Meet Land Surveyor Kevin Robar, LSIT. He’s a second generation Alaskan and R&Mer, and fourth generation surveyor!
How did you get into surveying?
I actually swore I’d never be a surveyor. I’m a fourth generation surveyor. My great grandfather was a surveyor in the early 1900s and surveyed for the railroad in the Amazon jungle. My grandfather owned his own surveying/civil engineering business and my dad is a surveyor with R&M. After I was born, at a week old, I went straight to the office since my mother worked as a receptionist there. I basically grew up in the business.
But, instead of falling into the family business, I wanted to do my own thing. I ended up joining the Marine Corps after graduating high school.
What made you decide to join the Marines?
I didn’t know what I wanted to do after graduation, but I knew I didn’t want to sit in a classroom. I was in the ROTC in high school with a Marine Master Sergeant instructor. I have always been a good shot; I was on the rifle team at Service High School. My ROTC instructor was the rifle team coach, a former sniper and marine rifle team shooter. He inspired me to join the service.
What was your job in the Marine Corps?
I worked in security forces and counter terrorism. I was stationed in King’s Bay, Georgia at the naval Submarine Base. My unit was responsible for guarding the nuclear weapons facility there.
I was in the Marines for five years, so I was able to travel around the world and go overseas. I was in the fleet infantry in Okinawa and went to the Gulf in 2003. I got out after that deployment.
Once you came home, was that when you decided to become a Surveyor?
When I left the Marine Corps, I moved to Florida and became a store manager for Home Depot. I really liked that job before eventual corporate changes took all the fun out of it. I had always planned on going back to school – my GI Bill from the military paid for all my school expenses, as well as my living expenses while attending school – but I wasn’t quite sure for what.
One day, I was sitting at a restaurant in Daytona, when my mother called me. She starting talking about a project my father was working on out in one of the villages. They were dealing with crazy weather, logistical problems and every kind of bad luck imaginable, but it sounded like a great adventure. I thought, that sounds like a lot more fun than this, I should do that.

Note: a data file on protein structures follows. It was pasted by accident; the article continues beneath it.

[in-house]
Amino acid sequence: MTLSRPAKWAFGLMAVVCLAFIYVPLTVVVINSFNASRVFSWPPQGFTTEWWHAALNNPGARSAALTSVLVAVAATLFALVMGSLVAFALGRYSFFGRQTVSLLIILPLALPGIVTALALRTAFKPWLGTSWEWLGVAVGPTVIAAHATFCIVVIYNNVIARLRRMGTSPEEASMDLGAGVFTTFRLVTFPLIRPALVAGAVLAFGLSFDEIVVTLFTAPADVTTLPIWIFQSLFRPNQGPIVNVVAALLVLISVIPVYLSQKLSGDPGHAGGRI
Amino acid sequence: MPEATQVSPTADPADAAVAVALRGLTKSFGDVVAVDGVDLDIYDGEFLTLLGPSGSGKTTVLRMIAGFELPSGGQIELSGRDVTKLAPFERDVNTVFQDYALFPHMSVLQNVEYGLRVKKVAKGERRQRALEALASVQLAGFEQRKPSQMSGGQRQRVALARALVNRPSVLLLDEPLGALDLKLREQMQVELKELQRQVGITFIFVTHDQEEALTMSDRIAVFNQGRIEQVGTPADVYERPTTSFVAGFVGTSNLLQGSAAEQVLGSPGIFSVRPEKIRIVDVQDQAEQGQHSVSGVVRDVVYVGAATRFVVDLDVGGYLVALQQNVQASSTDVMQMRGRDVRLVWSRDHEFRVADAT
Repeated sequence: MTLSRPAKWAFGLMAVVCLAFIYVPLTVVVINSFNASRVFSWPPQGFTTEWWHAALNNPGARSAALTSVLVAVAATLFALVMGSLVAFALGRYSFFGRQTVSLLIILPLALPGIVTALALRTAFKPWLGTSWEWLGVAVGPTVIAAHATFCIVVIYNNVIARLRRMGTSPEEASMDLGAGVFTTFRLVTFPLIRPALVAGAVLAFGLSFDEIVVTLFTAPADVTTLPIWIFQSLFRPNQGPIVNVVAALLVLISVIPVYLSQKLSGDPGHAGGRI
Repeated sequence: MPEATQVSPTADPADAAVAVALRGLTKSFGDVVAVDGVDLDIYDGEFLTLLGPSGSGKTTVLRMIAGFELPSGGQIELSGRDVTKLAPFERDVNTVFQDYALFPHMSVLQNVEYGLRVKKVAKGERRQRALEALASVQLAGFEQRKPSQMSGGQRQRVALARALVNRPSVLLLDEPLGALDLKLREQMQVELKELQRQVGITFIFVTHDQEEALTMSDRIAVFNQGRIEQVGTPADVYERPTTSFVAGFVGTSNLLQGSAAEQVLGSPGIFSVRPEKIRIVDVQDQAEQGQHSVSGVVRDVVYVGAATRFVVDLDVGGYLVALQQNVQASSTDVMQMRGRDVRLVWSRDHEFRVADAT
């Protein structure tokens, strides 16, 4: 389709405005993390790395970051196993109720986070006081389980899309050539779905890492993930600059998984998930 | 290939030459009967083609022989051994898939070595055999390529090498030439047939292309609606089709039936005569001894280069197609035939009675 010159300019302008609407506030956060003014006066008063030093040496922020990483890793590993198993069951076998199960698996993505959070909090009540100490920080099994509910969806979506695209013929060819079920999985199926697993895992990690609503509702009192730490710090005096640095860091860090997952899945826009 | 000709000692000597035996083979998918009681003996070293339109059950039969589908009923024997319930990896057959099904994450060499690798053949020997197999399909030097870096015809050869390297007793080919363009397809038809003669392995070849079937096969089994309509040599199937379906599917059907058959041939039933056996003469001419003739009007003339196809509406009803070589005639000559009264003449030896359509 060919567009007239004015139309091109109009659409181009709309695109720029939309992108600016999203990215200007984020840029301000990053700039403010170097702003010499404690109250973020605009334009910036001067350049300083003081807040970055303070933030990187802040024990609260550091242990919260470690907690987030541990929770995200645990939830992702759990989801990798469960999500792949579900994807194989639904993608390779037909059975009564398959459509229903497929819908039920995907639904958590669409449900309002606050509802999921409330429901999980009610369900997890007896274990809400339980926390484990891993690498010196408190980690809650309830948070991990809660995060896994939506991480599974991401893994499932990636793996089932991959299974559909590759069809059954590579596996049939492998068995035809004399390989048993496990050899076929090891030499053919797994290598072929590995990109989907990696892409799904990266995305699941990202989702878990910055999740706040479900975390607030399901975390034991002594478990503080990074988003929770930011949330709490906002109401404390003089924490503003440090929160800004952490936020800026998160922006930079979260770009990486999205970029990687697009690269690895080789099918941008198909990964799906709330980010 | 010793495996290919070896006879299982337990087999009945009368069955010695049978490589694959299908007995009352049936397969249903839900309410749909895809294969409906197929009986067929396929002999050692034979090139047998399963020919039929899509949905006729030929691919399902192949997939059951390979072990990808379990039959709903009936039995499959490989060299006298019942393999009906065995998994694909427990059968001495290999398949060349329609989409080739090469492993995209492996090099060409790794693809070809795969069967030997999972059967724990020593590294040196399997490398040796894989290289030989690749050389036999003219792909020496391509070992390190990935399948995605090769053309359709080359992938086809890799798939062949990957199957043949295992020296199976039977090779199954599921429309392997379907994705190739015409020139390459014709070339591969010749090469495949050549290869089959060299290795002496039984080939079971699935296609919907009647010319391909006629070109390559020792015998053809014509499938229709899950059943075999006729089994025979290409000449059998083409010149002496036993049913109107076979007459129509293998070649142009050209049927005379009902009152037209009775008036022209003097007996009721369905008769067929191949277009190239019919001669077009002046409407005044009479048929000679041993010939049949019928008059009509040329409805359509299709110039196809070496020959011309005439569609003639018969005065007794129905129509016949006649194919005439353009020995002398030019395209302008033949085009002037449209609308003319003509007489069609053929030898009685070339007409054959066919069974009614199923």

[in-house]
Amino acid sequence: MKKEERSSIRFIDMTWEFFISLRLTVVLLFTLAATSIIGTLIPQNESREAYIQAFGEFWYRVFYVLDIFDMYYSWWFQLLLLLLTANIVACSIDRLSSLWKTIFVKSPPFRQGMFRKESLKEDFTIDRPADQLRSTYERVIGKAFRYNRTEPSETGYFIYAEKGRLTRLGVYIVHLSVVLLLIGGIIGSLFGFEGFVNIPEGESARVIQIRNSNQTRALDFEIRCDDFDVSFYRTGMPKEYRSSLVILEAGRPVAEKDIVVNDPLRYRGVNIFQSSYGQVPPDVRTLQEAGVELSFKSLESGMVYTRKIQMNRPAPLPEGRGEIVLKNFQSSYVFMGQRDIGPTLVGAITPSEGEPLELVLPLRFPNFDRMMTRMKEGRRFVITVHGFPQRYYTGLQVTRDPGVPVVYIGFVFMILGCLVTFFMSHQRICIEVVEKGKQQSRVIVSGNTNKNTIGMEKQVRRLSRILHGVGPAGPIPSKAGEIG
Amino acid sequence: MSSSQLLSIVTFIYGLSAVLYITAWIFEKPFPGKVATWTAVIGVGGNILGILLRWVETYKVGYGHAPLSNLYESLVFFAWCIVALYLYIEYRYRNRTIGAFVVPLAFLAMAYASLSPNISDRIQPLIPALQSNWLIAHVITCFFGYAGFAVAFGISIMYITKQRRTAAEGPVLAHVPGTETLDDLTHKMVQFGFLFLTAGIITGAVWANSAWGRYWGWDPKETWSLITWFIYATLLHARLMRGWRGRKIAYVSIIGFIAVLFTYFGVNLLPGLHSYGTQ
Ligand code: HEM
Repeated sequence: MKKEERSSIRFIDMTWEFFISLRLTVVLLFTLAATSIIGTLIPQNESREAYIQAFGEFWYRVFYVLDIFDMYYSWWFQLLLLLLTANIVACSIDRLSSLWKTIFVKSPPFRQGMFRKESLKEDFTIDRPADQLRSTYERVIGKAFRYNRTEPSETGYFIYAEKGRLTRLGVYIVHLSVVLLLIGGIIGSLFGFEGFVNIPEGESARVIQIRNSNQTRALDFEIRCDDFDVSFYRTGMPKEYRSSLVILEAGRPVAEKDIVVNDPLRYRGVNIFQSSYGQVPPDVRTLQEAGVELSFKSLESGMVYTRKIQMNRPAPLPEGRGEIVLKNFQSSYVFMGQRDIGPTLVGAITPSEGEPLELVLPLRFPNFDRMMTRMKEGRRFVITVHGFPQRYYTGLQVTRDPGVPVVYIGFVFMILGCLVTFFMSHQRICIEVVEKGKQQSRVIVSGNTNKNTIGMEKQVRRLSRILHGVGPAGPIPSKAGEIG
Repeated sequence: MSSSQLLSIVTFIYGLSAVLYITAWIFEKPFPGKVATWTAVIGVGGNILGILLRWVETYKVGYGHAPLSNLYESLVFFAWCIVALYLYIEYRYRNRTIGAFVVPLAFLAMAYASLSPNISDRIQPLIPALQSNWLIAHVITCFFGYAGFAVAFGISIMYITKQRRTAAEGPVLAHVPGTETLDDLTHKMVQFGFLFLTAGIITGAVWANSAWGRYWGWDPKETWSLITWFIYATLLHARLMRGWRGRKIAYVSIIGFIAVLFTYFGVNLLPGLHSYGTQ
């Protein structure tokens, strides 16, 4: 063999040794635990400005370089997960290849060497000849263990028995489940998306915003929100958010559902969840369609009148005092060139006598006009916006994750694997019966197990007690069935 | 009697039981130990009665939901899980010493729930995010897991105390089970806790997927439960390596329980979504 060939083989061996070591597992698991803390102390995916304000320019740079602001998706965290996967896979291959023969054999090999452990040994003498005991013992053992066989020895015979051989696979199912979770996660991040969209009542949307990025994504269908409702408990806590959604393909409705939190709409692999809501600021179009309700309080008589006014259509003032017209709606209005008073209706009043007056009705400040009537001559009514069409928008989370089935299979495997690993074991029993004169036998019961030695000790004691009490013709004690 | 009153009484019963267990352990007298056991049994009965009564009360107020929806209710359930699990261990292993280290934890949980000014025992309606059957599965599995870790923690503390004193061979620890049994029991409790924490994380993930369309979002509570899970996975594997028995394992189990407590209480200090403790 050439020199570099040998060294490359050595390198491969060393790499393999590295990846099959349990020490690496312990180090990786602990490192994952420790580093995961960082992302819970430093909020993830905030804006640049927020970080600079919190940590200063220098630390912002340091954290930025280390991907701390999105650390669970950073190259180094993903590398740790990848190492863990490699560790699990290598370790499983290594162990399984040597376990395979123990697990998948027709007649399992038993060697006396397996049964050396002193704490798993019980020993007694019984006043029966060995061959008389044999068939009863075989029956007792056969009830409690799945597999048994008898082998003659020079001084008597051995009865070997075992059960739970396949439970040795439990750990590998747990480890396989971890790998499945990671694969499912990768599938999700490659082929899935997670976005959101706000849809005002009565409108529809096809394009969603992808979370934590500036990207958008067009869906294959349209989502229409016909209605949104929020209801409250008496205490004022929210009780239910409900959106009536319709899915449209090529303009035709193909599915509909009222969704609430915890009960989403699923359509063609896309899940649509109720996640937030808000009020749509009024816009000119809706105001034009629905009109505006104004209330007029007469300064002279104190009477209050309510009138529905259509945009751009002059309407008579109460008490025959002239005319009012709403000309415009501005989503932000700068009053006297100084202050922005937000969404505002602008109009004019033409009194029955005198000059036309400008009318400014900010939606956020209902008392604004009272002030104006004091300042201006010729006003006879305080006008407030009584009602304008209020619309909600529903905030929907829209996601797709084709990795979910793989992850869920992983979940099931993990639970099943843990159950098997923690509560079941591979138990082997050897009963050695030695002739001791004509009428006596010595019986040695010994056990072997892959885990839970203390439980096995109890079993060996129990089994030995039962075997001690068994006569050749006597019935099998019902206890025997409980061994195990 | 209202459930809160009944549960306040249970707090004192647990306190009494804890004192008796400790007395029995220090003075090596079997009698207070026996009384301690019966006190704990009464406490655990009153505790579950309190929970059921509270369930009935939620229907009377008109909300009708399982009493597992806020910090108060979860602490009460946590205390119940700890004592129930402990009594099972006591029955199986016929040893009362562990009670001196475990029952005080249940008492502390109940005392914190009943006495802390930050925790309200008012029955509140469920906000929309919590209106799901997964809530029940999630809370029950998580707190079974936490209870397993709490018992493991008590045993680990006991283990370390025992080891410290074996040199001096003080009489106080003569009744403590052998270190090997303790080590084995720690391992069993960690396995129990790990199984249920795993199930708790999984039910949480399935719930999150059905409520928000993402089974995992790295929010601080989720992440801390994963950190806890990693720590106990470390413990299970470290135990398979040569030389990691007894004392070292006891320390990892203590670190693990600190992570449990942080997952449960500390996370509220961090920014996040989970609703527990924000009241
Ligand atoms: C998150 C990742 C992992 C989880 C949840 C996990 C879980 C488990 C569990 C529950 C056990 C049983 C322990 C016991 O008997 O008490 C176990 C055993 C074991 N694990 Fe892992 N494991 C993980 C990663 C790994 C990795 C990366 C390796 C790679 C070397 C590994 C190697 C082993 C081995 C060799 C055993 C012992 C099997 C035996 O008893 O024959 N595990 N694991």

I ended up working as a field surveyor at R&M while working on my Geomatics degree at UAA. So despite my best efforts, I got pulled into the family business anyway. I guess it’s just in the blood!
How did you end up at R&M?
My father works at R&M so I had an in here. I went in for an interview with Bill Cohen and got the job. They knew me, knew I was good in the woods, so they gave me a shot. A lot of the work is in rural Alaska and you have to have the right personality and really understand the reality of working out there for long periods of time in order to get the job done and not hate life doing it.
I stayed at R&M because it’s a great company to work for. Everyone I work with is a true professional and well respected in their field. R&M likes to stay on the cutting edge of the tech curve and offer clients quality and services that others aren’t offering. Doing work is easy, doing the best and most innovative work is challenging. New instruments and analysis tools not only make what we already do easier and faster, but expand our capability to do things we could never do before.
Do you have a favorite project? And why is that your favorite?
It was a hydrographic and upland survey for the village of Kivalina. The village is located on what used to be a spit, but due to erosion it’s now an island, and that island is getting smaller. They were planning on building an escapement bridge to the mainland. I spent three weeks there with another surveyor working out of a boat using sonar. There were three areas we had to survey – river, lagoon and open ocean.
It was very challenging. We had to work with the villagers to get a boat and a guide. With the weather conditions, wind and waves, it was hard to get the surveys done. The lagoon was barely deep enough to run the boat, much less the sonar, so we had to get creative.
We also conducted an upland survey, which included the shoreline, utilities and a small boundary survey.